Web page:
Rwanda’s Budding Gaming Industry on the Verge of Collapsing as COVID-19 Restrictions Bite

A betting shop in Kigali. Operators say they are on the verge of closing if they are not reopened.

Rwanda’s nascent gaming industry is in limbo and on the verge of collapsing after more than a year of closure, following government restrictions to curb the spread of the New Coronavirus imposed last year, with no sign of reopening soon.

Owners of gaming and betting businesses are appealing to the government to come to their rescue and lift some of the restrictions to allow them to operate with precautions, if not, they risk closing completely.

The gaming industry has been deemed ‘non-essential’ as the government slowly reopens businesses based on how important they are, with the gaming industry which was just establishing itself, finding itself at the bottom of the list of essential businesses.

Earlier this month on May 7, Rwanda Gaming Association, a body which brings together 17 players in the gaming industry, made an SOS to the government, begging for consideration, to allow them to resume operations in a safe way.

The body says their previous appeals to the Ministry of Trade and Industry (MINICOM) did not yield anything yet in most countries gaming activities have resumed.

“Data and evidence from around the world demonstrate that gaming operations present a lower Covid risk than many other industries that are currently partially open in Rwanda-such as banks, markets, the transport sector, etc,” they argued, appealing to the government help them reopen gradually.

They say the prohibition of gaming activities is having tremendous impact on the economy, something they say should be put into consideration to reopen to save it from collapsing.

Rwanda Gaming Association further says that gaming companies are currently not able to meet rent, salaries, transportation, nutrition and even healthcare costs, leading to many laying off workers or closing shop.

The organisation says that more than 5,000 direct and indirect employees of the gaming industry have been put out of work while landlords of the more than 1, 000 gaming premises, from which they were earning Rwf300m monthly, have also lost their source of income.

The chairperson of the association, Safari Gahizi in an interview confirmed the losses, pointing out that some of the members like Fortebet have been incurring losses of more than Rwf130m a month to keep operations going.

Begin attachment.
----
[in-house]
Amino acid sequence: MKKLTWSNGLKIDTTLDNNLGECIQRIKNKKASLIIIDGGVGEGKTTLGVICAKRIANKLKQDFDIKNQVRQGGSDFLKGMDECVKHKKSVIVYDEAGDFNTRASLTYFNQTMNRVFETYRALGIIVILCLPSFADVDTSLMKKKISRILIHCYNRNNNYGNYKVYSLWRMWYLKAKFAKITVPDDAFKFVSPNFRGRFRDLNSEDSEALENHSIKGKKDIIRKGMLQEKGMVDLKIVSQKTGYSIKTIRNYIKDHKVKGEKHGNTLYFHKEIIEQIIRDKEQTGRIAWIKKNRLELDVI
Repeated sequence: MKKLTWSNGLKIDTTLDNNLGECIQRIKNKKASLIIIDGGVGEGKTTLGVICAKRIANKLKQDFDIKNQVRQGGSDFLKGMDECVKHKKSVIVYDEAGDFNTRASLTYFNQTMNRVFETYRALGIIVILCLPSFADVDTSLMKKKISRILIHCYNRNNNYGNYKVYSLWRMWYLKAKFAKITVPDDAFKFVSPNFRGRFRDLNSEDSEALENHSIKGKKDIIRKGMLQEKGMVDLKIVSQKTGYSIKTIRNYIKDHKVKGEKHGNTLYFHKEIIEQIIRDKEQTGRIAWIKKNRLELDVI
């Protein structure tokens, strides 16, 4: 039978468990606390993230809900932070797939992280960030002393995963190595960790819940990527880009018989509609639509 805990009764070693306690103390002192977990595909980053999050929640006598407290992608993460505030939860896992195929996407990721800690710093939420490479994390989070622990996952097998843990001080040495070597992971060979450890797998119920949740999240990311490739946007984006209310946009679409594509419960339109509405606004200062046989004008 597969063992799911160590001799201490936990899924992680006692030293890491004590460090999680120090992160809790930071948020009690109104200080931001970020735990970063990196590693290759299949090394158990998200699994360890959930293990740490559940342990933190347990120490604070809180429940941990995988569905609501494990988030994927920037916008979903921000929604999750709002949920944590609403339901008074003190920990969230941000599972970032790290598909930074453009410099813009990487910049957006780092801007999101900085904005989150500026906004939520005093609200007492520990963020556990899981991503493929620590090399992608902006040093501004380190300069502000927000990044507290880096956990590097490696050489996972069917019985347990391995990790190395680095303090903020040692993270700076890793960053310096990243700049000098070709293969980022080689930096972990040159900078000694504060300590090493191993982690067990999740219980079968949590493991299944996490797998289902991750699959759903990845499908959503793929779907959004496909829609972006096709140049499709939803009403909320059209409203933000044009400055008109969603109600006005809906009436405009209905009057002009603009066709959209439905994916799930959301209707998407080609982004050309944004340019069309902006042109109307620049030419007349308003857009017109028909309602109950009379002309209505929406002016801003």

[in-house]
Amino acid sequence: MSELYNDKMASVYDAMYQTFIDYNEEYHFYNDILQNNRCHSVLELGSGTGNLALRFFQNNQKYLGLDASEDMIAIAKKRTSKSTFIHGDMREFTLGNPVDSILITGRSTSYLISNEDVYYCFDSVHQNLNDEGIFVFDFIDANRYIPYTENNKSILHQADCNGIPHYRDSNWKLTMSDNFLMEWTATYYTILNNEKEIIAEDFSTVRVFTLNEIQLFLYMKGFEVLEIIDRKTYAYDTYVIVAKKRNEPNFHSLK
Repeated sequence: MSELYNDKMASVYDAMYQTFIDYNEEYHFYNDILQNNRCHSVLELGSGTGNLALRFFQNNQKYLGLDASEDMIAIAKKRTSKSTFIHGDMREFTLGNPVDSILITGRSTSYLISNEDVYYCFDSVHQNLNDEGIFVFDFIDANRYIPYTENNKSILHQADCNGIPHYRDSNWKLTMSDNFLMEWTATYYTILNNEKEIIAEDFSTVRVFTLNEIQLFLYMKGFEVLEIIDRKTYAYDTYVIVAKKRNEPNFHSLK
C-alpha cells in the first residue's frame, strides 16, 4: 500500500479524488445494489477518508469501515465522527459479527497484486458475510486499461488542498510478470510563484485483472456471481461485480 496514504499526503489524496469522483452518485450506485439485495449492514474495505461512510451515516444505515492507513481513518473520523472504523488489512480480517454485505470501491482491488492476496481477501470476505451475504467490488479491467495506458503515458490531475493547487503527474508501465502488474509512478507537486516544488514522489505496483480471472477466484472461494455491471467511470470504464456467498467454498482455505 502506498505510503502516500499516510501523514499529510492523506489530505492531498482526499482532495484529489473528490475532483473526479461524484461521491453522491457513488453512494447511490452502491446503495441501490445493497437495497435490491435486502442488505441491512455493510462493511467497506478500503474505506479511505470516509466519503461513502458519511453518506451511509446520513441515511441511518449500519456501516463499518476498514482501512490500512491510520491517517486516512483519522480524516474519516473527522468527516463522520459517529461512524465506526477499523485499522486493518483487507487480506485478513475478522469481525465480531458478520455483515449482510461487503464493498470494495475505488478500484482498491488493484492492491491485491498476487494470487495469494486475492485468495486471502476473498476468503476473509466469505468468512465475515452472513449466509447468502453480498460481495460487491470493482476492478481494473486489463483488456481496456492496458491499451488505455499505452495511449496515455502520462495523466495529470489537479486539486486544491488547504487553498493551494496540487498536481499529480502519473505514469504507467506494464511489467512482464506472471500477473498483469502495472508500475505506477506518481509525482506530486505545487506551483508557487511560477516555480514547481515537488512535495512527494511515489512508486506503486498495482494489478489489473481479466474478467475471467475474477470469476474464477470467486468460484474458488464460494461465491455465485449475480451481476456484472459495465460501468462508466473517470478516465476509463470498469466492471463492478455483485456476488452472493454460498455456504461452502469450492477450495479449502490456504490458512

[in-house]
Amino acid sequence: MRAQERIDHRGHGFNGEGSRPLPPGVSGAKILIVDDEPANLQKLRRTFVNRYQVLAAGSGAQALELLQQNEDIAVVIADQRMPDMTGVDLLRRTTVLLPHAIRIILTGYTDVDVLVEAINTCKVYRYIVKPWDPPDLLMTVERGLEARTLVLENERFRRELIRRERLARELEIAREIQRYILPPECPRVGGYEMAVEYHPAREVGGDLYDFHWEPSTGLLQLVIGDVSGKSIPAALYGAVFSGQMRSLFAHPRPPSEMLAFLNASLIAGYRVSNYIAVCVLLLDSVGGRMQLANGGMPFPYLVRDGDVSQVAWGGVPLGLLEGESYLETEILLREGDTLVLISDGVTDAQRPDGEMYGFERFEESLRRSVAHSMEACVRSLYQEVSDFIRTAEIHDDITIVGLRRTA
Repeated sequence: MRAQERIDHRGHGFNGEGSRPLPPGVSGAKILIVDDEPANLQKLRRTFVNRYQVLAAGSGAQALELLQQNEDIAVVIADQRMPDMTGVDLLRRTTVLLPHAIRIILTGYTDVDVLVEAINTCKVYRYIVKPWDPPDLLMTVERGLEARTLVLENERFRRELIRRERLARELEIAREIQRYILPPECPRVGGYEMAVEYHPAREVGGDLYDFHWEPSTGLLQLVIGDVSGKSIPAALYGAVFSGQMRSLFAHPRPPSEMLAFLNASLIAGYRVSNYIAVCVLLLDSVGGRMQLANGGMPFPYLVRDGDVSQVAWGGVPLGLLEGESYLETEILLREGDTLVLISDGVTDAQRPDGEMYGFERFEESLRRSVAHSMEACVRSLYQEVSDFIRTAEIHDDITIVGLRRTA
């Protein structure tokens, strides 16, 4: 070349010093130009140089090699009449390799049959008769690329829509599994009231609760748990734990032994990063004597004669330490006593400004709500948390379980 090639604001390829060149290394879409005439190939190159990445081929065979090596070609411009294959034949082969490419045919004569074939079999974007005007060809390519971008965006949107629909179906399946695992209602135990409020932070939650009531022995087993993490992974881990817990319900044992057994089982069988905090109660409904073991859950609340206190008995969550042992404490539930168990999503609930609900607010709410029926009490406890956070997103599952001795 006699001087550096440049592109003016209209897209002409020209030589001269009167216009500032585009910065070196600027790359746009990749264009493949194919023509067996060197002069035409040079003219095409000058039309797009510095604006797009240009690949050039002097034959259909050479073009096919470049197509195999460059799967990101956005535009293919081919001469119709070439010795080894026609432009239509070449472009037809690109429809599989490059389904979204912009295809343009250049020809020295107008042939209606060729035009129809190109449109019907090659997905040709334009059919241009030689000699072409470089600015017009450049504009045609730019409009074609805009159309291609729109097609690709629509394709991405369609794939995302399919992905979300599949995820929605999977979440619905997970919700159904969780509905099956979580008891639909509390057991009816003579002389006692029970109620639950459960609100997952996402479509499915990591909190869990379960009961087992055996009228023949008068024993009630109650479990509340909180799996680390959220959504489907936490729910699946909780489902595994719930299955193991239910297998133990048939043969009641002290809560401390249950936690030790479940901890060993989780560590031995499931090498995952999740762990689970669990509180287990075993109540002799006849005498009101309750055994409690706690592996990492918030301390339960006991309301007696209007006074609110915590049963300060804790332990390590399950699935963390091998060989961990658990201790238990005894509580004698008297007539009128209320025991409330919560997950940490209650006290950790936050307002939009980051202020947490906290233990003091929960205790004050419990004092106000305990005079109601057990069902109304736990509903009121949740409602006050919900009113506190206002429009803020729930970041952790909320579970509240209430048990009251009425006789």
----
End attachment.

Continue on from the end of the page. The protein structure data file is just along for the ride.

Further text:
“It is true that our members are incurring these losses, trying to stay in business with the hope that the industry will be reopened soon. The continue closure has weighed down heavily on them,”

“Our members contribute nearly Rwf3bn in taxes combined and this is an industry that was budding with promise,” Gahizi said, adding that majority cannot stay in business for another two months.

They say that majority of the players in the industry had just opened when COVID-19 broke out and were yet to recoup the investment and are appealing to the government to act and save the once promising industry.

They say among other things, the gaming industry was excluded from benefiting from the Economic Recovery Fund like other businesses, which worsened their predicament.

Gahizi said  that given the extraordinary situation they find themselves in, they would be grateful if the “Government can exceptionally consider opening up online gaming for all the players”.

Ministry Responds

MINICOM says that like other affected businesses which are still closed, gaming industry players need to be patient until an assessment to ascertain safety is done to allow them to reopen.

Samuel Kamugisha, the Director General in Charge of Industry and Entrepreneurship Development at MINICOM says the gaming industry was not considered among the essential services as the country slowly reopened with precaution to ensure that the virus is contained.

“It is a gradual process. We have had two lockdowns, the first one being last year in March. By October last year, the government continued to put in place more relaxation measures, allowing even non-essential businesses to reopen,”